History is dispensed along with medicine at Pennsylvania Hospital.
The nation's first hospital is decorated with portraits of hospital leaders from the 1800s, such as Benjamin Rush, M.D., and board president Samuel Coates. "Christ Healing the Sick in the Temple," a famous painting by native Pennsylvanian and hospital benefactor Benjamin West hangs at the entrance to the hospital's Gallery Pavilion.
Near the bustling area of inpatient admissions, an exhibit dedicated to the Health Care Hall of Fame was unveiled in September 1988.
The exhibit, sponsored by MODERN HEALTHCARE, takes its place among the many plaques, paintings, architectural artifacts and display cases that tell how the hospital flourished from a concept championed by Benjamin Franklin, Philadelphia printer and American statesman.
The hospital's structure has been renovated and expanded many times since its founding in 1751, but its values remain the same as in Franklin's time.
The structure, called the Pine Building, was designed by a member of the hospital's first board of managers and has been in continuous use since 1755.
Not much is discarded at Pennsylvania Hospital, where board reports are saved with the same reverence as the cornerstone dedication written by Franklin.
The idea for Pennsylvania Hospital originated with Thomas Bond, M.D., who was concerned about healthcare for the city's poor and mentally ill. Bond had seen hospitals abroad and wanted to introduce them to the colonies, where well-to-do residents were treated by physicians in their homes, but others received little medical treatment.
To raise money, Bond knew he needed community support. He sought out Franklin, already a respected statesman in the colonies.
Franklin persuaded the Pennsylvania Assembly to provide 2,000 pounds, an amount that would be matched by Philadelphia's citizens. The assembly gave its approval, thus establishing a precedent for matching funds in hospital finance.
A charter for the hospital was granted on May 11, 1751, 25 years before the American Revolution. No more than 20 patients could be treated at a time at the hospital's first quarters, a small rented house. Franklin and Bond chose the story of the Good Samaritan for the hospital's official seal, which reads: "Take care of him and I will repay thee."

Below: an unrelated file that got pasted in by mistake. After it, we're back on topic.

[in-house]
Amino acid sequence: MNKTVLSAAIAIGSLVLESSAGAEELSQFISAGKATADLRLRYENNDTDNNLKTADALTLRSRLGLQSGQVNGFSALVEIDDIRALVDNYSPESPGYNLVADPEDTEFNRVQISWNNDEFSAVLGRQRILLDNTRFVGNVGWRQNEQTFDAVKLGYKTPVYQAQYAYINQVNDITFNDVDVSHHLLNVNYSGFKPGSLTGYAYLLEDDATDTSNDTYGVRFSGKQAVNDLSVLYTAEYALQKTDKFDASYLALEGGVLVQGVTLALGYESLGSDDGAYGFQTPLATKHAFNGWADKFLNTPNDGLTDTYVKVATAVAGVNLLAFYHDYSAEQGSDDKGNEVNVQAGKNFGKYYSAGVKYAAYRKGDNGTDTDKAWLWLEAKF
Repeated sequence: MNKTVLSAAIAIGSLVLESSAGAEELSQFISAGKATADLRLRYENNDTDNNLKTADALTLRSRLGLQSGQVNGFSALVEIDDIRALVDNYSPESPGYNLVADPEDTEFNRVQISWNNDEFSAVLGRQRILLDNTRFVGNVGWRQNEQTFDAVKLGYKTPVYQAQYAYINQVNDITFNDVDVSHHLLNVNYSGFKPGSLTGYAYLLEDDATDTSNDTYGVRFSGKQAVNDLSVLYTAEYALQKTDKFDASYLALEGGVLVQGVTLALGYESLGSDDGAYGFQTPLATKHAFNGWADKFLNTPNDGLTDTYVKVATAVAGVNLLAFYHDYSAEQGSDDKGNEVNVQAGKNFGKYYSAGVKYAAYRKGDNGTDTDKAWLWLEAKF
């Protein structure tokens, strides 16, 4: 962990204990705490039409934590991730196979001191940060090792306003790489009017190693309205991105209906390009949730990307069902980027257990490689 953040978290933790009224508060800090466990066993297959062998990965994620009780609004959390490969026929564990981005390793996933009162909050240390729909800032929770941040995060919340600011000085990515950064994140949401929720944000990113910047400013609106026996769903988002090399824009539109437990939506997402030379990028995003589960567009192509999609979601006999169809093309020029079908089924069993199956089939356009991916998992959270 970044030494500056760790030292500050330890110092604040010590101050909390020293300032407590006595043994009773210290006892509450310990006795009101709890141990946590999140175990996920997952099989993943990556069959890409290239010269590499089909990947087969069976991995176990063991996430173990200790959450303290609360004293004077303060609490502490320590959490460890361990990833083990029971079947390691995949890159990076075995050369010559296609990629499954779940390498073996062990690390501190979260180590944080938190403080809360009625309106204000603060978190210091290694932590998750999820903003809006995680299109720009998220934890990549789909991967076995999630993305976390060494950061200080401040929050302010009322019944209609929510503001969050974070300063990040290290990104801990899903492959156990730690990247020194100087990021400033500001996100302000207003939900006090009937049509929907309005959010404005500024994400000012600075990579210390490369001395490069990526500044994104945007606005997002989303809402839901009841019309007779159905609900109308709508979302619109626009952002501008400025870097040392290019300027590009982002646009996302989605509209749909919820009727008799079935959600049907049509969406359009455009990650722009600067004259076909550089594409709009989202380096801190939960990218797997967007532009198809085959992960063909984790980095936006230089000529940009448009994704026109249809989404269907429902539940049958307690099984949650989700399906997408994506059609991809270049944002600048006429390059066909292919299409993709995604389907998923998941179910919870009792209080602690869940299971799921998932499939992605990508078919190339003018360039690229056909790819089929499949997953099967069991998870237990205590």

Drawings were made for a larger hospital, but only the east wing was built in 1755 because of a lack of money. In 1798, the west wing opened.
By 1770, the hospital was staffed for more than 100 patients by six physicians who rotated shifts in teams of two. The hospital also employed three nurses, a matron, a steward, several cell keepers for the mentally insane and a laundress.
Finally, in 1804, the "Centre House" connecting the hospital's east and west wings was constructed using the original drawings from the 1750s. In 1807, the hospital opened the northern and southern dispensaries, the first outpatient service.
The hospital was crowded, with stays routinely lasting weeks or months. The biggest problem was an influx of mentally ill patients. When the west wing opened, insane patients were moved there from bottom floor cells of the east wing, but the hospital soon found it could fill the entire hospital with mentally ill patients.
In 1835, the hospital board purchased a 101-acre tract in the far western suburbs for a building to house the mentally ill. The new Department for the Insane, later called the Institute of Pennsylvania Hospital, initially housed 160 patients but expanded to 250 before the end of the decade.
Benjamin Rush, M.D., the nation's first psychiatrist and a signer of the Declaration of Independence, was among the new hospital's chief physicians.
As early as the 1750s, clinical instruction had begun at the hospital. Apprentices began "walking the wards" with their preceptors. Medical school courses began in 1765. Displayed in one hallway of today's hospital are the names of all of the residents who trained there, including former Surgeon General C. Everett Koop, M.D.
To teach others about medicine, Philip Syng Physick, M.D., known as the "father of American surgery," gave lectures in the nation's first surgical amphitheater beginning in 1804. Medical students had to buy season passes to watch the surgery.
Pennsylvania Hospital played an important role during the nation's wars. During the Revolutionary War, the hospital struggled. Four of the hospital's Quaker board members were exiled to Virginia. In those times, Quakers were either neutral or passive loyalists and were viewed by revolutionaries as spies and informers.
Between September 1777 and June 1778, the hospital was occupied by the British, who never reimbursed it for the supplies used by Red Coat soldiers.
During World War I, the hospital treated nearly 48,000 patients at a base hospital unit in France.
Less than two weeks after the attack on Pearl Harbor, Pennsylvania Hospital was asked to assemble a unit to serve in World War II. The hospital's first base unit opened in New Caledonia. In 1943, the hospital unit was transferred to Gen. Douglas MacArthur's command in the Pacific.